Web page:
Harley Davidson Tour Pak - Introduction
In 2008 we started doing longer trips on the bike. The lack of lockable storage became an issue. While I could have lived with using the sissy bar pack, I was never real happy with it. I wanted a fully dressed tour bike. So after a trip we took through Alberta, Montana, and British Columbia I decided to do a popular modification to the Nomad, I added the H-D Tour Pak.
Many people have bought these on eBay and found great deals. I could not find a deal on one, in fact people on eBay were going crazy, paying full retail (and in a few cases more) for a used Tour Pak. I looked at Premeux products as well. They offer a Tour Pak clone painted to match your Nomad, but decided to buy a brand new Tour Pak from Latus Harley Davison in Gladstone, Oregon. I found their pricing to be the best and had excellent customer service. I have nothing but the highest marks for the purchase through them. I ordered Black Pearl after reading one persons account that the Vivid Black was not a great match to the factory black on the Nomad. I was very concerned when I saw the Tour Pak, but once on the bike, it does not look as far off as it did in the box. It is not a perfect match by any means, but looks not too bad considering the obvious manufacturer difference.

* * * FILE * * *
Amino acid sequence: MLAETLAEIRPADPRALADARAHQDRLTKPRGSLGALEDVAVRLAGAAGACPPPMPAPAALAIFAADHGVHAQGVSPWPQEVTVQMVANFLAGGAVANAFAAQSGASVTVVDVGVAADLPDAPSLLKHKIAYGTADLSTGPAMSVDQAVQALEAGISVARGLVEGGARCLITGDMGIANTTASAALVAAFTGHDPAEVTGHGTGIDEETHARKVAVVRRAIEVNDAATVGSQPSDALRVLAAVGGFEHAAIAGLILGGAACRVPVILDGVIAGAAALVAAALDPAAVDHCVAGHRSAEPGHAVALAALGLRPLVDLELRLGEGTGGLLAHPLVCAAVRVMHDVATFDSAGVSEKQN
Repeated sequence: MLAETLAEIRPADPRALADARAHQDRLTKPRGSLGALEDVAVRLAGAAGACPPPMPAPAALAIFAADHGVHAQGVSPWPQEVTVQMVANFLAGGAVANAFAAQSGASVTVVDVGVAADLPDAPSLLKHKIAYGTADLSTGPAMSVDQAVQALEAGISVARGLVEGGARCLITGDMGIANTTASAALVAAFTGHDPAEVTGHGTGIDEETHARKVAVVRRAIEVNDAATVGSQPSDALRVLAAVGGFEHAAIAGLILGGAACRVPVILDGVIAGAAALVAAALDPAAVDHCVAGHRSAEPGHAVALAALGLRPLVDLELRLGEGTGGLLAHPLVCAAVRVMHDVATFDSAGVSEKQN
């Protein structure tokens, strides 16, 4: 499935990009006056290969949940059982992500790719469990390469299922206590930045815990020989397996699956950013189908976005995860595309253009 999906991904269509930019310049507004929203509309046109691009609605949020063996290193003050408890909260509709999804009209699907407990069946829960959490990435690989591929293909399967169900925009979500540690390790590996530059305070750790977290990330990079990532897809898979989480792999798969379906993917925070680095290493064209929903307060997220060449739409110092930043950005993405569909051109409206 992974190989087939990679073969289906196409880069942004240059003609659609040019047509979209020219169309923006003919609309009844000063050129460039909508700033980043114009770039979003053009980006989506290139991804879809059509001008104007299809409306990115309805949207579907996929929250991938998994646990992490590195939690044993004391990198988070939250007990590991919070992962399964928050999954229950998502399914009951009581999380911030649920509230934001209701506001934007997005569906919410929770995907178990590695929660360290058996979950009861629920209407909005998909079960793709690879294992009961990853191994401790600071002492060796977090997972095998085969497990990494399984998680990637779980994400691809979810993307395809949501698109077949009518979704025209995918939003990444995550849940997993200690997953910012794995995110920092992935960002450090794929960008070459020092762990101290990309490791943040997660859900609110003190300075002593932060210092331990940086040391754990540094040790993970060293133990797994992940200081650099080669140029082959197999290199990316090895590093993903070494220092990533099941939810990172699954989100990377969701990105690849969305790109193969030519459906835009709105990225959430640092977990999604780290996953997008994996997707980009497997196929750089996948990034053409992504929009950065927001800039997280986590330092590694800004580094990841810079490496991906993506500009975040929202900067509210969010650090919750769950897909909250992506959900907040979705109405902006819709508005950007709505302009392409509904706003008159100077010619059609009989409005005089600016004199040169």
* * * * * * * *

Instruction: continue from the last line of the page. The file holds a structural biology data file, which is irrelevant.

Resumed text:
The trunk rack from Scootworks was required as well. Some people mount smaller trunks to standard luggage racks, but they do not have the strength to hold a full size trunk. That left me with two options, build my own rack, or purchase one made for the Nomad. I chose the purchase route, not because the rack is overly complex, but without a better compliment of fabrication equipment I was not confident I would be able to create a rack that I was happy with. There are really two companies that make these trunks, Scootworks and Wompus. I chose the Scootworks after reading that it seemed to set the trunk a bit lower than the Wompus. Depending on your requirements the Wompus may suit you better. From what I can see they are both quite similar in their construction.
Installation begins with removing the saddlebags from the bike. Then the stock backrest and passenger grab rail assembly. This is done by removing the four bolts holding it in place. After the backrest is removed, you can then remove the nut at from the top of each shock and the washers. The washers are no longer required, the rack will act as the spacer in place of the washer, so I zip tied them to the backrest so they would not get lost should I decided to remove the trunk at some point.